Dyson sphere

Perhaps the clue was in the name the whole time. What if at the heart of the Death Star is an artificial star? Surely that would solve the gravity problem? This makes the station something of a Dyson sphere, the sort of technological megastructure physicist Freeman Dyson imagined advanced civilisations might be able to build to harness all the energy from their stars. However, Dyson spheres of the rigid shell variety usually run into problems from being under immense stresses due to the gravitational forces. Even if the sphere isn’t ripped apart by this, just a small push certainly would be enough to send the structure crashing into its star.

Building a Death Star.

But Dyson spheres are usually imagined to be the size of the Earth’s orbit around the sun. For a much smaller Death Star, most of the problems with the Dyson sphere go away. The 13.2km diameter reactor core would only require a mass 370 times less than our moon’s. It turns out while steel and titanium would just about fail under these conditions, the wonder material graphene, for example, could easily withstand the gravitational forces involved.

And we wouldn’t actually need a real star at the centre of the station - the future technology of nuclear fusion could easily provide enough power. While at the moment we tend to put more energy in than we get out in our fusion experiments, many plasma physicists think the key is going bigger and hope that the ITER experiment, which will be one-third of the volume of an Olympic swimming pool, will turn the tide in this regard. If successful, we could expect power from our Death Star up to two million times that consumed by the entire human race.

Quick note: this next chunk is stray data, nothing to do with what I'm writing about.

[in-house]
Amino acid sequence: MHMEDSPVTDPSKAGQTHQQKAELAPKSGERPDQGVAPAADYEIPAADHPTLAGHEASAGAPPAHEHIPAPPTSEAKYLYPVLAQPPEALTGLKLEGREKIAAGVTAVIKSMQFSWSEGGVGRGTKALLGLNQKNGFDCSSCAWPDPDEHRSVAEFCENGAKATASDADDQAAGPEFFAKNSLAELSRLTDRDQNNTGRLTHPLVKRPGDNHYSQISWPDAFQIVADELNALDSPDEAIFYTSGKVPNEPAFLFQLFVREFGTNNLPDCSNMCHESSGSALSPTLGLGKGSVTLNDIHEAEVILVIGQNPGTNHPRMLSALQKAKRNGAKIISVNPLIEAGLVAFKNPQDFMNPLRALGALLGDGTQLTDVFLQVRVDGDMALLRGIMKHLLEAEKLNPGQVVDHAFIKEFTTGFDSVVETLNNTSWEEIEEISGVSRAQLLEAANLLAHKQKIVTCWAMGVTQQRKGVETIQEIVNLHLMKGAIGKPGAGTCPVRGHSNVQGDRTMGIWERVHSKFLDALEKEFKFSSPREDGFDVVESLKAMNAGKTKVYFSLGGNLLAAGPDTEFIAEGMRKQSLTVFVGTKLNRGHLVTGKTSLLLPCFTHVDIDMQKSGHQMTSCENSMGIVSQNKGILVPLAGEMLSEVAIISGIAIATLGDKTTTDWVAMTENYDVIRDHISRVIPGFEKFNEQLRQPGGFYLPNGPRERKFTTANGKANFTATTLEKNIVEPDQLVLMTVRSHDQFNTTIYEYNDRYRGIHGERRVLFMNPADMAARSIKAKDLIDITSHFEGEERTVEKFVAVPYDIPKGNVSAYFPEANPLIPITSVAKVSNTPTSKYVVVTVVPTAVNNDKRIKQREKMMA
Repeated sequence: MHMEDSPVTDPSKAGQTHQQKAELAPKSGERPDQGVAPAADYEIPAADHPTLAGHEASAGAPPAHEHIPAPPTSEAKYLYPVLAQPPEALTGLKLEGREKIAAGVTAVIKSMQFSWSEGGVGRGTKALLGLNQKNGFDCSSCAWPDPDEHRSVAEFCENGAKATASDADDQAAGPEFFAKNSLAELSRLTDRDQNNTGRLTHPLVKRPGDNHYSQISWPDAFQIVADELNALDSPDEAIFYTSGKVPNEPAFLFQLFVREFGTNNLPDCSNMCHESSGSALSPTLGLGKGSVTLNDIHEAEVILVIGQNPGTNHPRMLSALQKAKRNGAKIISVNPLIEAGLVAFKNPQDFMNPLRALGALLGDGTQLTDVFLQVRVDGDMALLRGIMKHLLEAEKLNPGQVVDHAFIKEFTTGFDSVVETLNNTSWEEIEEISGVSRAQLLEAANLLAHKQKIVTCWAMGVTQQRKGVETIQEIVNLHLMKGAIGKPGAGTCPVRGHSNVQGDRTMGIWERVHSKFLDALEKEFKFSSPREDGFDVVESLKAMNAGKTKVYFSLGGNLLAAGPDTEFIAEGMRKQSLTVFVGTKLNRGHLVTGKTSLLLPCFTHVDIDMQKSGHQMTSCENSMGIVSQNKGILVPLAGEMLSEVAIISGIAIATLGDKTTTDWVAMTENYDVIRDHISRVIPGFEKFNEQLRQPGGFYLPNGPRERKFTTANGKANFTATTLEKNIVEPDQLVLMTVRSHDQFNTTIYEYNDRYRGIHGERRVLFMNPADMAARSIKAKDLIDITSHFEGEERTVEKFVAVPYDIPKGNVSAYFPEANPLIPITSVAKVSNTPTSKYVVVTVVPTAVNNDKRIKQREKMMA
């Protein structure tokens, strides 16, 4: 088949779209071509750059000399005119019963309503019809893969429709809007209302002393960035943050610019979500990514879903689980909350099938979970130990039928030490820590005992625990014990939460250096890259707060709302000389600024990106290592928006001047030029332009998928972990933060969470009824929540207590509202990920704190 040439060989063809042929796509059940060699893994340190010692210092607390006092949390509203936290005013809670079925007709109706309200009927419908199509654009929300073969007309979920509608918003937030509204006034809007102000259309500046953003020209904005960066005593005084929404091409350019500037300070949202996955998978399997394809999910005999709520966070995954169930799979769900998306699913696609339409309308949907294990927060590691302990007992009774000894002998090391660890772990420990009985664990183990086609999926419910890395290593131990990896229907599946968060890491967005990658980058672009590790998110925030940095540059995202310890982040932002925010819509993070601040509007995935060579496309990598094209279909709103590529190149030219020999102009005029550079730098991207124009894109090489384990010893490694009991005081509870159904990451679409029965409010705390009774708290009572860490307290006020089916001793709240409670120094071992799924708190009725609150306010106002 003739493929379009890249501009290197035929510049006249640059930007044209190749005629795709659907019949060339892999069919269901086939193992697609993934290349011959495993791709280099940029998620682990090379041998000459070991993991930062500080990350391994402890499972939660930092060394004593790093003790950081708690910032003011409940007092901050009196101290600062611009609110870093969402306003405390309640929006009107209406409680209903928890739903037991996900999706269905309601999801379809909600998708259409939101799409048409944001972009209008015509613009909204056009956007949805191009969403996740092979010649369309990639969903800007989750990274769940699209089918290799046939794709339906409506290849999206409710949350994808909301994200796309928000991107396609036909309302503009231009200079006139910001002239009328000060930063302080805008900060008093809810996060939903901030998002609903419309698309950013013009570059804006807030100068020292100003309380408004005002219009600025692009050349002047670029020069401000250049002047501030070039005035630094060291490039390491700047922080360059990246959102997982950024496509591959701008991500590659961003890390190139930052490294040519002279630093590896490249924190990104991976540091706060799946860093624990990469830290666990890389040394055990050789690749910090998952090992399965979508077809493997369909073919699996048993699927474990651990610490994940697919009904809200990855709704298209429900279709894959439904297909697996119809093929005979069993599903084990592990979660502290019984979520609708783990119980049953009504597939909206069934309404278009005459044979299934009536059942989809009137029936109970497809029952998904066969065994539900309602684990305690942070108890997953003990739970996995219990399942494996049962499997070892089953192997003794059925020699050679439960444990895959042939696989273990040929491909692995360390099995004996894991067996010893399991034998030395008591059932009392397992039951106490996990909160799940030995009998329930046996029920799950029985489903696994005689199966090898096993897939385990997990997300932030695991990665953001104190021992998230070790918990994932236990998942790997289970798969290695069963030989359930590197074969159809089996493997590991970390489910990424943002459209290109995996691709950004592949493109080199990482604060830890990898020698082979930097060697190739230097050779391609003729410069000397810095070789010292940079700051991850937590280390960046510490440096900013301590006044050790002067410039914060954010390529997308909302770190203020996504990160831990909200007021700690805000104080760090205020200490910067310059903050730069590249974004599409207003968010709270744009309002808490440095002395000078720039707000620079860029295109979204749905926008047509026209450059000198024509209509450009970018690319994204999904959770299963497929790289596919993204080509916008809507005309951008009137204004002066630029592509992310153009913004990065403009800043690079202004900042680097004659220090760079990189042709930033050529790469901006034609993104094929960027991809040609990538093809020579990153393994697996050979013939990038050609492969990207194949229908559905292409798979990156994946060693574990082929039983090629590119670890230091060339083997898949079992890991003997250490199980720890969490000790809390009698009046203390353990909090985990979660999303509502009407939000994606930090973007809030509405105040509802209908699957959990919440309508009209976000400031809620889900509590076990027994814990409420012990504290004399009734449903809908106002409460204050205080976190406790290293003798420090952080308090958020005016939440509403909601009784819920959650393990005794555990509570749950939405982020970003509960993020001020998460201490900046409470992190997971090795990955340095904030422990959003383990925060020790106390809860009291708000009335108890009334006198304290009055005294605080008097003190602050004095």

But there are still problems. The pressures involved inside our Death Star reactor would be immense. The artificial star’s own gravity would not be enough to contain the fusion plasma, so we would need something extra. As we’ve learned from thinking about lightsabers, magnetic fields could provide the solution. The only snag is that we’d need some of the strongest magnetic fields in the universe - a million times greater than we’ve ever created on Earth and comparable to those of magnetars - a type of neutron star with an extremely powerful magnetic field.

Back to the drawing board it seems, unless I can get my hands on those plans …

The ConversationMartin Archer, Space Plasma Physicist, Queen Mary University of London

This article was originally published on The Conversation. Read the original article.

>>>>> Scroll down to view and make comments <<<<<<

Click here for Historical News Post Listing

Make a Comment

Econintersect wants your comments, data and opinion on the articles posted. You can also comment using Facebook directly using he comment block below.